The body of another person invites you to encounter the inner person—the whole person—body and soul. All too often we stop at the body and this isn’t enough. The redemption that Christ invites us into calls us to see as He sees, the whole person, a very good person, a willed and wanted person, and a person chosen by God and destined for Him. In the quote, John Paul II says that the body also reveals the divine mystery. The reality that we are made for communion is stamped into our bodies, and if we are created in His image and likeness, then revealed in our bodies is the truth that God exists as a communion of persons—the Holy Trinity.
3. Redemption Is About Transformation, Not Sin Management
The Theology of the Body teaches us that redemption is far more than sin management, but rather about restoration and transformation. If you’ve been striving to be freed of pornography or sexual addiction for a while, it can be very discouraging at times. Sometimes the fight for freedom can feel like sin management. You get into a vicious cycle of falling, binging, confessing, and starting over. It’s something a lot of us can probably relate to. However, when we lose sight of what redemption is all about, we easily fall into sin management burnout.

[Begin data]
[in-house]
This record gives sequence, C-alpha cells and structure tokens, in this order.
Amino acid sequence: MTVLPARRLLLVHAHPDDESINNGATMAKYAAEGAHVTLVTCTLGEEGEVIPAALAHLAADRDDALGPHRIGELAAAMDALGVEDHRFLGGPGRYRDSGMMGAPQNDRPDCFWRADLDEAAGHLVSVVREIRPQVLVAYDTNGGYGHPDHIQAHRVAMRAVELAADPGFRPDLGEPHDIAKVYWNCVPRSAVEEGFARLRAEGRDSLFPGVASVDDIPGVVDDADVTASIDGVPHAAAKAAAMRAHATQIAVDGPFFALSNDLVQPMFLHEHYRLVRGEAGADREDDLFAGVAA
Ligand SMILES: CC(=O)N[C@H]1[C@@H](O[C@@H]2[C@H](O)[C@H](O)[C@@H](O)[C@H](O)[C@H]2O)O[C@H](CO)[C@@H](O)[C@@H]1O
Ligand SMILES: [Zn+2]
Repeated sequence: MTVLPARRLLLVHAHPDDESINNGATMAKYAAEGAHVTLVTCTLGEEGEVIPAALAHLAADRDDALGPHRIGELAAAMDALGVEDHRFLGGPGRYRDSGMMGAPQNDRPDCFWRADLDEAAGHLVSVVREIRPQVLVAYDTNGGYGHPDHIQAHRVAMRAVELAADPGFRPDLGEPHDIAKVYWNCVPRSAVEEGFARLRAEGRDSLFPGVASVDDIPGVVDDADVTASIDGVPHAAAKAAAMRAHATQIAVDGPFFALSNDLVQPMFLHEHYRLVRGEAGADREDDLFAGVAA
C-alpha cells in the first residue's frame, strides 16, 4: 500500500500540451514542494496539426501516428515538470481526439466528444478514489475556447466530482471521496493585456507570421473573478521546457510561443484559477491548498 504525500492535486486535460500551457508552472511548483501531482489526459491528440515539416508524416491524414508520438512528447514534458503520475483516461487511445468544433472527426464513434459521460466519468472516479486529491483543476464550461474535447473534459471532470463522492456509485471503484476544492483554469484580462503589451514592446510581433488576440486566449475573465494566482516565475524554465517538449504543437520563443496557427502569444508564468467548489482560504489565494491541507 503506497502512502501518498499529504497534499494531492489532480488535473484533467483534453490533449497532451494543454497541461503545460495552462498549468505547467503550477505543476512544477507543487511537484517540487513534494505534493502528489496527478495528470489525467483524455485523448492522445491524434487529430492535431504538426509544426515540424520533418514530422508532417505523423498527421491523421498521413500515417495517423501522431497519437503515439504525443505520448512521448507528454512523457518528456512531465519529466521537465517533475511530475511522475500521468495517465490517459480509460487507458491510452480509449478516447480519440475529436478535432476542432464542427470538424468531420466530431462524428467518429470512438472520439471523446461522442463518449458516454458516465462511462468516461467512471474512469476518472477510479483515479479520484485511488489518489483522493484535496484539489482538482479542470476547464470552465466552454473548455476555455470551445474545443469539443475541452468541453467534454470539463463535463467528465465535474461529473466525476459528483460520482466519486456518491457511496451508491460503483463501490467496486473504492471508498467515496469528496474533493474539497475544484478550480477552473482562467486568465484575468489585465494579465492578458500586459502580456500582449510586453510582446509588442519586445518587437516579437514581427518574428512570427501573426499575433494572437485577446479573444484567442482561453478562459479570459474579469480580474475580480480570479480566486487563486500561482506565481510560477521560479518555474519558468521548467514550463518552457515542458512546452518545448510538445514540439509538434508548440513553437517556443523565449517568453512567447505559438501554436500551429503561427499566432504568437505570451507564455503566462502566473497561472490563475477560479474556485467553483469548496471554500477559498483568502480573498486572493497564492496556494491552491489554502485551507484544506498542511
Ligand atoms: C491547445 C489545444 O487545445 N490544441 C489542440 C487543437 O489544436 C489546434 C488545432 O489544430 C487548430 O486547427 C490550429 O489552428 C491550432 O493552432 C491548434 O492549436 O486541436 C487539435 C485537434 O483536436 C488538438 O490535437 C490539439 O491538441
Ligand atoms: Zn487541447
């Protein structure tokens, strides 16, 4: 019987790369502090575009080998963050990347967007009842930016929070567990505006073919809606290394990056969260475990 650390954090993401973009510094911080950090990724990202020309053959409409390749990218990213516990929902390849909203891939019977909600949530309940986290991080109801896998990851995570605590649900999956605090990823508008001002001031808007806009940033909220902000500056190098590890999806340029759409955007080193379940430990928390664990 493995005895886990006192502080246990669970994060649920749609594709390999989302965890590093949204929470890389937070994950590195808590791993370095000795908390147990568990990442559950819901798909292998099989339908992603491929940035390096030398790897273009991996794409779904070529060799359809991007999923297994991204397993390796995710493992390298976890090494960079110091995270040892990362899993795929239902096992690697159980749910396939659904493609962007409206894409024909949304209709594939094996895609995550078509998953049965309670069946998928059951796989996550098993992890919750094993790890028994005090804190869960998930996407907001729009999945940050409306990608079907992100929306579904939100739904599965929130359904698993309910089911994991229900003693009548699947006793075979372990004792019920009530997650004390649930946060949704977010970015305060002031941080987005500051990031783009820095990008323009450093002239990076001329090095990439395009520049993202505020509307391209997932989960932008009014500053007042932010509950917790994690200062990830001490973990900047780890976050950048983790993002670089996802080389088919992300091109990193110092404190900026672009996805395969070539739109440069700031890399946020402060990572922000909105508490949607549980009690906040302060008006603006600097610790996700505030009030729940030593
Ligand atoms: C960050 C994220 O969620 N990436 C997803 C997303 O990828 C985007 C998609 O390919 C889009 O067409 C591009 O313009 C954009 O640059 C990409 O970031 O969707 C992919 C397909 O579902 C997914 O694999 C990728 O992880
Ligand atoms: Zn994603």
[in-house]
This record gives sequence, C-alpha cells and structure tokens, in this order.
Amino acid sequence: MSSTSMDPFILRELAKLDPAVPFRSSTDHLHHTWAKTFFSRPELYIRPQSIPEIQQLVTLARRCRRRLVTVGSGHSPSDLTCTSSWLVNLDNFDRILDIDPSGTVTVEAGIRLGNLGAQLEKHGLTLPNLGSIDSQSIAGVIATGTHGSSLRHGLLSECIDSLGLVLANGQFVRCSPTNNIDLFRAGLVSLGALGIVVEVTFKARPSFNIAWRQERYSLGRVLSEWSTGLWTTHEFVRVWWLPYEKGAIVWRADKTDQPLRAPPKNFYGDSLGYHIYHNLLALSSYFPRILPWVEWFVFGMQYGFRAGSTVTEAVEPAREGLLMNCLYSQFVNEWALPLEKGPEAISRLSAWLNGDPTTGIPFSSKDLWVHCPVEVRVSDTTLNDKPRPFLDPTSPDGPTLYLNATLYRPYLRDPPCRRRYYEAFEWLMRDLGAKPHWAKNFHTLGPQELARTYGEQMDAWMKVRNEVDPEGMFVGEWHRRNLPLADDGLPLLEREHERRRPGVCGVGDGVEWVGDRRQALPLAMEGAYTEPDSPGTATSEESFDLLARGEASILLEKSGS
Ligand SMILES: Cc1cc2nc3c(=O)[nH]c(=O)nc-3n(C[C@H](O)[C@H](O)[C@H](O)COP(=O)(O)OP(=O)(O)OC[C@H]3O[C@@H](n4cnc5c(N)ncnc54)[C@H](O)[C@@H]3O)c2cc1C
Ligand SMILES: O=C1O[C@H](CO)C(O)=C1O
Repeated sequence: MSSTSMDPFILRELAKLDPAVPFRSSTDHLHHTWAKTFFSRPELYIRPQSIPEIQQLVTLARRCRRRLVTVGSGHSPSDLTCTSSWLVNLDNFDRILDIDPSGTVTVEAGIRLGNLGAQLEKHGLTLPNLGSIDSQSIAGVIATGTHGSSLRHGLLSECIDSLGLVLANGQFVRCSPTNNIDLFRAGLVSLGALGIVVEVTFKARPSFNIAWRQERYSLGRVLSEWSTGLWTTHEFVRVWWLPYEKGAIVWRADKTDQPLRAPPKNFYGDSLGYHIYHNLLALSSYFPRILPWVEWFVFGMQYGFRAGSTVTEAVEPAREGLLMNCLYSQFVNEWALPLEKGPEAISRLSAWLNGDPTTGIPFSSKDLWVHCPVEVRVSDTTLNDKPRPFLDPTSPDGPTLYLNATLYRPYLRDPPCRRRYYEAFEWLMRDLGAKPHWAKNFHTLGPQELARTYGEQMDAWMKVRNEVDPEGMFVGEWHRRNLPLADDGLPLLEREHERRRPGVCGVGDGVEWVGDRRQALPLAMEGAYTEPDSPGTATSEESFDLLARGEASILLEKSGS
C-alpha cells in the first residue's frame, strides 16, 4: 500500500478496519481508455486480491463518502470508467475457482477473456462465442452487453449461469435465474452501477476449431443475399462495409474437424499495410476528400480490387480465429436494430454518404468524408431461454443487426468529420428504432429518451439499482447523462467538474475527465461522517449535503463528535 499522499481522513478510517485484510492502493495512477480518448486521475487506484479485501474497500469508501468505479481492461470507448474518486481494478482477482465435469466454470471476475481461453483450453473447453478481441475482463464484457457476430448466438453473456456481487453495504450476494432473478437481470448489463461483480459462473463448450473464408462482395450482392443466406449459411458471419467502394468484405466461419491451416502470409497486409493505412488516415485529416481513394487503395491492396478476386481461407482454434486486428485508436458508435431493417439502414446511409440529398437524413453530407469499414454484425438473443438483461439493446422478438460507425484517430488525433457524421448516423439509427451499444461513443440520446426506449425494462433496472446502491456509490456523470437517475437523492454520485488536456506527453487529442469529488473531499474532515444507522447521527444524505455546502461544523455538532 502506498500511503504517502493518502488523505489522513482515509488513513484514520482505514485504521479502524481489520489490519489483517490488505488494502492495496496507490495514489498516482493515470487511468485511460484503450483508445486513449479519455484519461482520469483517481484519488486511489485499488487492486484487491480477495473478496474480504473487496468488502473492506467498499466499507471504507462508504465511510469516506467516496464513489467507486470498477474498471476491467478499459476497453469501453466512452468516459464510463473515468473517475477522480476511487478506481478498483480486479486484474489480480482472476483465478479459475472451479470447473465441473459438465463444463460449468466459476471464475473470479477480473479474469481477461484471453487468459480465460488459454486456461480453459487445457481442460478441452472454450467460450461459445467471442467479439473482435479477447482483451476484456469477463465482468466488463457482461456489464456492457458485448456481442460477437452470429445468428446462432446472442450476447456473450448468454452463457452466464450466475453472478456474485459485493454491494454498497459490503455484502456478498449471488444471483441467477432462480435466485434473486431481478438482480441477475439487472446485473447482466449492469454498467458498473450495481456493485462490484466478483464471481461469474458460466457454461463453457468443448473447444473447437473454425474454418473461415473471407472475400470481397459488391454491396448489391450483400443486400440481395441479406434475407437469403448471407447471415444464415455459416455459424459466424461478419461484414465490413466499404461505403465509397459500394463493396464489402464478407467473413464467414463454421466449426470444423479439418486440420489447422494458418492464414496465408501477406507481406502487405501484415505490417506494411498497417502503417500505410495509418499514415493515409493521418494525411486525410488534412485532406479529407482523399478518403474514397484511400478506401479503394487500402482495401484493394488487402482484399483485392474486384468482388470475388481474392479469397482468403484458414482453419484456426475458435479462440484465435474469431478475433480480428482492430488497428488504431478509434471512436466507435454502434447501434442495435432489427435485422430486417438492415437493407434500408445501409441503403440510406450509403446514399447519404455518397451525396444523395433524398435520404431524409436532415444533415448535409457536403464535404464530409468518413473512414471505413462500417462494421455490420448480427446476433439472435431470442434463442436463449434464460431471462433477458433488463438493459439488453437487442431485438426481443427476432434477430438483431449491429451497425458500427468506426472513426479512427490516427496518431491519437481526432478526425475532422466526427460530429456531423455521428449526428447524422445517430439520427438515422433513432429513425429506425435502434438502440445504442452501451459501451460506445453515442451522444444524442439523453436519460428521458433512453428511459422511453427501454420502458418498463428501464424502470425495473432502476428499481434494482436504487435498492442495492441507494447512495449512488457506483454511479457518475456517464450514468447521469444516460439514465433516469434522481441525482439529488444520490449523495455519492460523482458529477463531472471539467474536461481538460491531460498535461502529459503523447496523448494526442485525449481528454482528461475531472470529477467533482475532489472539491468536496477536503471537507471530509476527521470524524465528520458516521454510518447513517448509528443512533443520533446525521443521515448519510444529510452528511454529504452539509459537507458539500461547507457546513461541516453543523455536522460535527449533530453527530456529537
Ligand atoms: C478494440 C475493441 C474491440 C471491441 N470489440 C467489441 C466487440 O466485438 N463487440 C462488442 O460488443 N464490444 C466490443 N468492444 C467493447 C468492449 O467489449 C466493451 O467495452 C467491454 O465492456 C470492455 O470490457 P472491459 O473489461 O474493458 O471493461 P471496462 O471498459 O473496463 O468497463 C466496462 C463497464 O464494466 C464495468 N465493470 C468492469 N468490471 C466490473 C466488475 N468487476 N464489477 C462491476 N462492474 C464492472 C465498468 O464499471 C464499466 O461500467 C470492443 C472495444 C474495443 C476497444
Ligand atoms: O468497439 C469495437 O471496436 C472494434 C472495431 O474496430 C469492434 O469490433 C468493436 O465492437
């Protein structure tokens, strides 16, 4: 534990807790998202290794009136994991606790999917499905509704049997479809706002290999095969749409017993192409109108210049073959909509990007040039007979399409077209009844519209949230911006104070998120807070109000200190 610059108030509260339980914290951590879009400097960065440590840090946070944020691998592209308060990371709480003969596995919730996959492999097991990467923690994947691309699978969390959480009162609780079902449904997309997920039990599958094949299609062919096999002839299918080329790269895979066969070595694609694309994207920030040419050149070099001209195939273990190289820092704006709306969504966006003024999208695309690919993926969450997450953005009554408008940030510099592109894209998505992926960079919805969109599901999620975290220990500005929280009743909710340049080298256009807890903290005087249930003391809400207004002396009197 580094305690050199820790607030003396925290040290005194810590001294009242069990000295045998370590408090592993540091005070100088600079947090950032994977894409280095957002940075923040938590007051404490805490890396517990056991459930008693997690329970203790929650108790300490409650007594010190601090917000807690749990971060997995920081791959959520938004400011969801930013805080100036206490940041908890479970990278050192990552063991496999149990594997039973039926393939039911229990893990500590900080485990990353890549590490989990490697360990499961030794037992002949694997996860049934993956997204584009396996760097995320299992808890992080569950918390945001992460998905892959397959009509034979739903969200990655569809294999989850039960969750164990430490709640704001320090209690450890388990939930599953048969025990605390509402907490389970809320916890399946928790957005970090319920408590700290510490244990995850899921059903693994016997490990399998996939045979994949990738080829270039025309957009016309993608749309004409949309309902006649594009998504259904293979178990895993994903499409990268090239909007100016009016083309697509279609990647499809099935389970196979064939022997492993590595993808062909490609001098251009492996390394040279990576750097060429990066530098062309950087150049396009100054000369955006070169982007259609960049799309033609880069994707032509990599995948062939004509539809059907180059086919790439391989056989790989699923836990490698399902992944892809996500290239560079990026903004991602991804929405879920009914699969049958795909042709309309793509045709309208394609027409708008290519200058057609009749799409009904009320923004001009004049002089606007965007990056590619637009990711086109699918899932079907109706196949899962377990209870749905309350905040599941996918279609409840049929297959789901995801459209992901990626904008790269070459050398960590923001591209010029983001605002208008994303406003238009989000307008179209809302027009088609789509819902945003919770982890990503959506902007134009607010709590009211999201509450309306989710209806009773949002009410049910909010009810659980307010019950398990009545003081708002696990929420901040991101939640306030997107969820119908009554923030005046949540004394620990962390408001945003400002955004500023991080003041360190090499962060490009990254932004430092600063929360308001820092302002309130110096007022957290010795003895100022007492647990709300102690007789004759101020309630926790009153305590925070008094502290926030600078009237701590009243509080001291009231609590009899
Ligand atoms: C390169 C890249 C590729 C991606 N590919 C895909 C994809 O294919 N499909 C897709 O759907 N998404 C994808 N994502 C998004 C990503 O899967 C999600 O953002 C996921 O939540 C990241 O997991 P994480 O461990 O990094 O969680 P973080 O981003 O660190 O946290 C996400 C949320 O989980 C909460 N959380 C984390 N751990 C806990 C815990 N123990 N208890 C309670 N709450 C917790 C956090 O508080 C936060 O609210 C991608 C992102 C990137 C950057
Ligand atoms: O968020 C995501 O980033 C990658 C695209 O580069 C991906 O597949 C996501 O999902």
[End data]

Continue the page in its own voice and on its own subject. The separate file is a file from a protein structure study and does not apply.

I encounter too many people who are fighting for freedom who “fight” with a defeatist attitude, as if they have already made peace with the fact that they will fall again. We have to remember that redemption is about transformation, and this is good news because this means that you are not solely responsible for your own freedom. If Jesus is calling you to more, it is because He knows that you have what it takes and He is ready to give you everything that you need.
When I am praying with men and women who struggle with pornography, I often ask them, “Do you believe that Jesus has the power to transform you so deeply right now that you never desire pornography again?”
This is a vital starting point because we need to have confidence in God! Remember the men and women in the Gospels who were healed by Christ all had one thing in common—they knew that He could heal them. This kind of freedom can be instantaneous, but oftentimes He lays it out as an ongoing process and journey. Regardless of the form it takes, we need to embrace God’s power to transform us and have confidence that He will do the heavy lifting.
4. Embrace Intimacy and Vulnerability
Healing from any wound requires exposing it to the one who can heal it. Exposing the wound is a very vulnerable act. Consider how many of us are deeply afraid of standing before Christ in the stark and naked reality of our sinfulness. Ask yourself this: do you run to prayer immediately after you have fallen, or do you resist prayer because you feel disgusting and unworthy to be seen by God?